What is Purpose? Put simply it is an organisation’s reason for being. The challenge is to define it, embed it successfully and use it as spur to better performance. Key to achieving Purpose-led transformation is communication and engagement. With this in mind, we asked our guests to consider the role of communications in unlocking the power of Purpose. We also asked them to think about why Purpose is becoming increasingly important, and how it can help to improve business performance. The common themes that emerged suggest that Purpose is a business tool whose time has come.
1) Building a legacy
“If you’re a CEO in the business of building and leaving a legacy behind then Purpose is an extraordinarily powerful thing to bring in, try and change the culture and direction of an organisation and leave a mark.”
The arrival of a new CEO, eager to make a mark and signal a new chapter in an organisation’s history, is often the catalyst for Purpose-led transformation. Defining an organisation’s Purpose is the perfect vehicle to show internal and external audiences that change is coming – and what the long-term course of the organisation is. Crucially, Purpose should act as a north star for decades to come, lasting well beyond the tenure of any CEO.
2) Building Consensus
“The conversation with management is ‘what is our relevance as a business now and going forward?’ We’re very comfortable talking about the past but less certain about what the future holds.”
Of course, Purpose-led transformation cannot happen without consensus, so building it must happen early and quickly – often before the Purpose has been defined. Engaging the C-suite in this can be tricky – especially if there’s no ‘burning platform’ to disturb the status quo. To improve the chances of getting the subject on to the agenda, Purpose has to be seen as a strategic business tool that drives business performance.
3) Purpose helps with transparency
“We live in an era of considerably greater corporate accountability than ever before and greater transparency in the world, and there’s a greater expectation that whatever sector you’re in you need to be able to justify and explain yourself.”
The explosion in social media use, growing demands for engagement from a wider variety of stakeholders and an increase in corporate governance requirements means that organisations have to pay more attention than ever to their reputations. While transparency is vital in dealing with unprecedented levels of exposure, Purpose is also key – it helps businesses to justify their place in the world, their license to operate in the marketplace – without which their ability to make money will only ever be temporary.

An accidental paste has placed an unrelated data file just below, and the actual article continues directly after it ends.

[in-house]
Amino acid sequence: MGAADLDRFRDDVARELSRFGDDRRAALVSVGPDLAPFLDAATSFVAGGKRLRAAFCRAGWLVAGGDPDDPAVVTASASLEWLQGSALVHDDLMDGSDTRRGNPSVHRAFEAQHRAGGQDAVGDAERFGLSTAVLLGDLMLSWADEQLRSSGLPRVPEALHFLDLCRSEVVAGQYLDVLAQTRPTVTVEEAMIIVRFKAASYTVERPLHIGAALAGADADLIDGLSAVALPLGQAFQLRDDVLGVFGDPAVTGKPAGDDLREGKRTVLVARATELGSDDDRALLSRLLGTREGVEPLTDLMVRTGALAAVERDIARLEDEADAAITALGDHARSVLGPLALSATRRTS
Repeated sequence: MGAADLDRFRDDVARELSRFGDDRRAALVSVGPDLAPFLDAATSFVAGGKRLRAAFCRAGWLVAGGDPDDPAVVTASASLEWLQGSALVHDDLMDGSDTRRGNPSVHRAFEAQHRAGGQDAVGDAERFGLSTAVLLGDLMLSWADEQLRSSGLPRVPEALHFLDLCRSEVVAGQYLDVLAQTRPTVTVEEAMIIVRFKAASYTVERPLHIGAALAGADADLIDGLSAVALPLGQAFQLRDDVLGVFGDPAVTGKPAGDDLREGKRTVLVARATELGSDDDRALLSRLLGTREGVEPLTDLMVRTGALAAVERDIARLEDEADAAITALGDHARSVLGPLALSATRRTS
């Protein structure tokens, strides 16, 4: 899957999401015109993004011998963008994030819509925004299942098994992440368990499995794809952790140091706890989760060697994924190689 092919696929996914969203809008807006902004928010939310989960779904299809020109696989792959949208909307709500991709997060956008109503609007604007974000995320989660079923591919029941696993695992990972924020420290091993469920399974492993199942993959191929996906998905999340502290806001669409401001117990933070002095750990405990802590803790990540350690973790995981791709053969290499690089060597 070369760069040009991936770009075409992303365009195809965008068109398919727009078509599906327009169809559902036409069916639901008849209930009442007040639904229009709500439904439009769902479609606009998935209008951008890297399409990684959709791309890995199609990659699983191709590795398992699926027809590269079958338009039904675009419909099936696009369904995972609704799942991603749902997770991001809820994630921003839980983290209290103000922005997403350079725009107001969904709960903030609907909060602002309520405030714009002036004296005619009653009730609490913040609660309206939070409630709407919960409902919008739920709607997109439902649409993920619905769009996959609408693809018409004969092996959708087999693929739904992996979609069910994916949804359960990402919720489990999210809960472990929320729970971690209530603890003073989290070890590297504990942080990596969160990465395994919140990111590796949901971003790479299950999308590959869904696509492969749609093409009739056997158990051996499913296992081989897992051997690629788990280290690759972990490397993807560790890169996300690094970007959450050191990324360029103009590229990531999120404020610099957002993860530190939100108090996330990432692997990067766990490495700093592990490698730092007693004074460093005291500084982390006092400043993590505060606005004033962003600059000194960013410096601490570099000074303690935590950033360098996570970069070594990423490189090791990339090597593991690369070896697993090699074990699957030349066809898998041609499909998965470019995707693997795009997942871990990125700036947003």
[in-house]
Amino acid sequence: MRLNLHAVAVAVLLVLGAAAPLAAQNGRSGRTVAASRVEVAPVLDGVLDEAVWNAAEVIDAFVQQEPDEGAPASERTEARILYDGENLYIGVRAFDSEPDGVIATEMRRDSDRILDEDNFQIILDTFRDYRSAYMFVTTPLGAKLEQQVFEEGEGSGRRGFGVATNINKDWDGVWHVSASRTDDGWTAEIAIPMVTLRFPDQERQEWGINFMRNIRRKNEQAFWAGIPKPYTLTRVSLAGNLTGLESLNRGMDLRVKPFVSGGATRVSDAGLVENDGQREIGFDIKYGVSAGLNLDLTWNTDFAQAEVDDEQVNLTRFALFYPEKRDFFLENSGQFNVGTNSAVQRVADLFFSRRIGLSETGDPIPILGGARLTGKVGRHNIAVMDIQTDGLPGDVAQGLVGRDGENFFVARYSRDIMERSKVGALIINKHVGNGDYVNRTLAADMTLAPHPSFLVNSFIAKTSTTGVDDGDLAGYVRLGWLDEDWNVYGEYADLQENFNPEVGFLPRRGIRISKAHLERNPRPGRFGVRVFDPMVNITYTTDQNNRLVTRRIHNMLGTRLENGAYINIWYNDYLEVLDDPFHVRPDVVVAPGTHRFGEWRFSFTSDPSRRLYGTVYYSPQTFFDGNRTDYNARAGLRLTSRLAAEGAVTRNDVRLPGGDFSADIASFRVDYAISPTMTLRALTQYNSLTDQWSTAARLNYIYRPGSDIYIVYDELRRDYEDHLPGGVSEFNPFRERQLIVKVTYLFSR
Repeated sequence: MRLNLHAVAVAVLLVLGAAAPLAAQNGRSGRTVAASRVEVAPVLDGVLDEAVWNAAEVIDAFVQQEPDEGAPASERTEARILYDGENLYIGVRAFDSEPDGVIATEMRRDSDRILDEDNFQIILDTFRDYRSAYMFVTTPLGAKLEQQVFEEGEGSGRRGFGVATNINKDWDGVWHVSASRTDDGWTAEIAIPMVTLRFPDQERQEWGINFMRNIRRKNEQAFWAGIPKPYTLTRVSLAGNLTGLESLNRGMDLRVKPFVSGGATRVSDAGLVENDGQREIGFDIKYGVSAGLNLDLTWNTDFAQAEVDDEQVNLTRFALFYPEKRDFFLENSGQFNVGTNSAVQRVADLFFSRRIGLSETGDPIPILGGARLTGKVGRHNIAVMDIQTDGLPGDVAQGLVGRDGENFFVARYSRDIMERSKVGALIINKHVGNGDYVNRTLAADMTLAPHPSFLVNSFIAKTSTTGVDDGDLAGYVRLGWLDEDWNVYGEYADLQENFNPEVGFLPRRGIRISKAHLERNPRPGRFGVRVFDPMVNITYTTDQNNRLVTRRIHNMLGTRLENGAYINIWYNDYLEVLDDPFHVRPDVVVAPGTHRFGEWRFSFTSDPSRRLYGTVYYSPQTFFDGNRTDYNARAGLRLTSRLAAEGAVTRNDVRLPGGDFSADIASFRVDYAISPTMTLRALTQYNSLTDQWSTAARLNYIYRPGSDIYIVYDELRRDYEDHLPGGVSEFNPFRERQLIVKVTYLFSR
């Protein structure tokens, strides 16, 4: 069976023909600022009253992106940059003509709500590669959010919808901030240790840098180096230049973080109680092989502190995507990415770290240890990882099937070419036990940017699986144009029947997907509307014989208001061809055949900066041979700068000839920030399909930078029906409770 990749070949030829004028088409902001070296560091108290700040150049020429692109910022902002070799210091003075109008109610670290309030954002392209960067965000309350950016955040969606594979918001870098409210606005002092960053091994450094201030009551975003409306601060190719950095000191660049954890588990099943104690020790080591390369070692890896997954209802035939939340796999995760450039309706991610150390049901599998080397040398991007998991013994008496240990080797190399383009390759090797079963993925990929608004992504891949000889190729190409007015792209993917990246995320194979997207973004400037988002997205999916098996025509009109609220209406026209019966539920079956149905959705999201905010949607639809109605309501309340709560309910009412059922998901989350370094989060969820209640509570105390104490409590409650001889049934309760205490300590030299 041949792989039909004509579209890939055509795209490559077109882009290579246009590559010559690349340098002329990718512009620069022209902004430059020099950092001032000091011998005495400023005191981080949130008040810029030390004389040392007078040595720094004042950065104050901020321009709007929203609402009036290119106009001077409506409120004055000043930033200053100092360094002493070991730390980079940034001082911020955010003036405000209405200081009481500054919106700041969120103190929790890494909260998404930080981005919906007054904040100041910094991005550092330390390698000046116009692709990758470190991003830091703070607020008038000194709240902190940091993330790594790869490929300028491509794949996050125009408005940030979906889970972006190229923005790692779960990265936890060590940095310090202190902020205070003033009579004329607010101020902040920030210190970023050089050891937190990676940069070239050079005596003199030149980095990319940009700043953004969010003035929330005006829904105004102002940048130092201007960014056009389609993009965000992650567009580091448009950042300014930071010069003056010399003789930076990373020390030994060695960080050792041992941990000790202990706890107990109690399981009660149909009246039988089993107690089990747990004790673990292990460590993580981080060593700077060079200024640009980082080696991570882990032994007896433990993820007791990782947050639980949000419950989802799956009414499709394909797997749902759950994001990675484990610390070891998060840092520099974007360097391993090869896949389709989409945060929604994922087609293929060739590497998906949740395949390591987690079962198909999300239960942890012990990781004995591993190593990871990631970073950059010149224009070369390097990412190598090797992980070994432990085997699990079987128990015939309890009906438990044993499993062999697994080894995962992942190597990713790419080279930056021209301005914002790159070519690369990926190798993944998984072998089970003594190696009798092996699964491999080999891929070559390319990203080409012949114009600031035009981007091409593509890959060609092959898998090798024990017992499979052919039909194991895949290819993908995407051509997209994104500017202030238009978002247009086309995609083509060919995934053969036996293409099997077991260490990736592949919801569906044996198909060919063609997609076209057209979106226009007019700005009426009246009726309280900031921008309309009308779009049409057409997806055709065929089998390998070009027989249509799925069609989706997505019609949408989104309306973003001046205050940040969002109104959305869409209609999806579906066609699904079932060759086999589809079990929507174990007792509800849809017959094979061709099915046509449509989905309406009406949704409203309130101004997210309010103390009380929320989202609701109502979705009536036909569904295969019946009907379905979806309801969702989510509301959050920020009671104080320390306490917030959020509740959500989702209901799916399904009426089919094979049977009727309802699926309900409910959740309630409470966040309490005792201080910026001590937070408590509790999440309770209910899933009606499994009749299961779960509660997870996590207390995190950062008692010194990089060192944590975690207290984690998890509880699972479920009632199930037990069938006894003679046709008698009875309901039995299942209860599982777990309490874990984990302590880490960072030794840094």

4) Purpose creates shared value
“Any company can say our Purpose is to serve the clients better, I mean that’s true for everyone, but for me Purpose has to have a business angle”
Purpose only works, of course, if it can help an organisation to make money – after all, there is usually an obligation to shareholders to do so, and a basic need for the organisation to be a sustainable business. The two, however, are not opposites – Purpose and profit need to co-exist. The Edelman 2014 Trust Barometer identified 84% of respondents as ‘happy for businesses to pursue their self-interest while doing good work for society’. As Jim Stengel said in his Grow, “Maximum growth and high ideals are not incompatible. They’re inseparable”.
5) Filling the vacuum
“Purpose is about justifying your place in the landscape in which you do business. It gives you focus which is very important in the economic climate.”
Can you articulate why your organisation exists? If you don’t, others will. Which makes it imperative that you project a clear, Purpose-led argument – internally and externally – about what you stand for and why you should be allowed to do business. If you don’t do this, others will tell your story for you – and not in the way you would prefer. As Cyril Northcote Parkinson (who discovered Parkinson’s Law) said, “The vacuum created by a failure to communicate will quickly be filled with rumour, misrepresentation, drivel and poison.”